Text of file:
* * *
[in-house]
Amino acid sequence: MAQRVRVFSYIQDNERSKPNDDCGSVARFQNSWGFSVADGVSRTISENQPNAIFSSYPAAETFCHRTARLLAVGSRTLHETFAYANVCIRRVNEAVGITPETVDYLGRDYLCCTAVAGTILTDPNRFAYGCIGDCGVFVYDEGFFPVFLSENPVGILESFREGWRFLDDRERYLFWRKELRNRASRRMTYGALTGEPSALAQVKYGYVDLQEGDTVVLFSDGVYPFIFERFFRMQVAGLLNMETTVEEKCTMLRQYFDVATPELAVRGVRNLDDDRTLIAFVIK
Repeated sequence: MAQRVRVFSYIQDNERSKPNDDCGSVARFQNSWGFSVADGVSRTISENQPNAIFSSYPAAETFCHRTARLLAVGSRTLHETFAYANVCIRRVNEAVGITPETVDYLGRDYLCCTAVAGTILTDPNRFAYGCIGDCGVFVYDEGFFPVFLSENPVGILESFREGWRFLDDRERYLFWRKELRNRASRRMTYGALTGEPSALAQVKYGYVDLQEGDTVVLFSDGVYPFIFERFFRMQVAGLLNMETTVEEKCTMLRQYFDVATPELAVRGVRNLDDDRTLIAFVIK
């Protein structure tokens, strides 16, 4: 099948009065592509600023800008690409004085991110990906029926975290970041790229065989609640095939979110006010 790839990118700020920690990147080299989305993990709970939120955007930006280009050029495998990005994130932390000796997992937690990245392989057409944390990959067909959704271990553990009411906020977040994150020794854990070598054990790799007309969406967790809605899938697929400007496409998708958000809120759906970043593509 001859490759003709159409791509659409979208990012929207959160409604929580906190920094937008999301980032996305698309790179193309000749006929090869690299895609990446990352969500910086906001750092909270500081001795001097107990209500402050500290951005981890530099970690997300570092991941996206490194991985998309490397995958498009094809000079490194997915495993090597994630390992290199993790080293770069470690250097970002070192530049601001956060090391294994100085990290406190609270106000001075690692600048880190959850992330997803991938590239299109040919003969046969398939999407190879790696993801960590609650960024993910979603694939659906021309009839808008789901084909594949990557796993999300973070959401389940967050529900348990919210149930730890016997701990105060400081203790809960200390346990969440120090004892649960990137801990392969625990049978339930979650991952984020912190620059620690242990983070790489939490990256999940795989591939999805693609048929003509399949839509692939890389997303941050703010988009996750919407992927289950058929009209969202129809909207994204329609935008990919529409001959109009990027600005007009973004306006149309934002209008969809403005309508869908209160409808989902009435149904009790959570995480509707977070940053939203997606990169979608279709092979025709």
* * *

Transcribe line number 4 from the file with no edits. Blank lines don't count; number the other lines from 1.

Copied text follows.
């Protein structure tokens, strides 16, 4: 099948009065592509600023800008690409004085991110990906029926975290970041790229065989609640095939979110006010 790839990118700020920690990147080299989305993990709970939120955007930006280009050029495998990005994130932390000796997992937690990245392989057409944390990959067909959704271990553990009411906020977040994150020794854990070598054990790799007309969406967790809605899938697929400007496409998708958000809120759906970043593509 001859490759003709159409791509659409979208990012929207959160409604929580906190920094937008999301980032996305698309790179193309000749006929090869690299895609990446990352969500910086906001750092909270500081001795001097107990209500402050500290951005981890530099970690997300570092991941996206490194991985998309490397995958498009094809000079490194997915495993090597994630390992290199993790080293770069470690250097970002070192530049601001956060090391294994100085990290406190609270106000001075690692600048880190959850992330997803991938590239299109040919003969046969398939999407190879790696993801960590609650960024993910979603694939659906021309009839808008789901084909594949990557796993999300973070959401389940967050529900348990919210149930730890016997701990105060400081203790809960200390346990969440120090004892649960990137801990392969625990049978339930979650991952984020912190620059620690242990983070790489939490990256999940795989591939999805693609048929003509399949839509692939890389997303941050703010988009996750919407992927289950058929009209969202129809909207994204329609935008990919529409001959109009990027600005007009973004306006149309934002209008969809403005309508869908209160409808989902009435149904009790959570995480509707977070940053939203997606990169979608279709092979025709």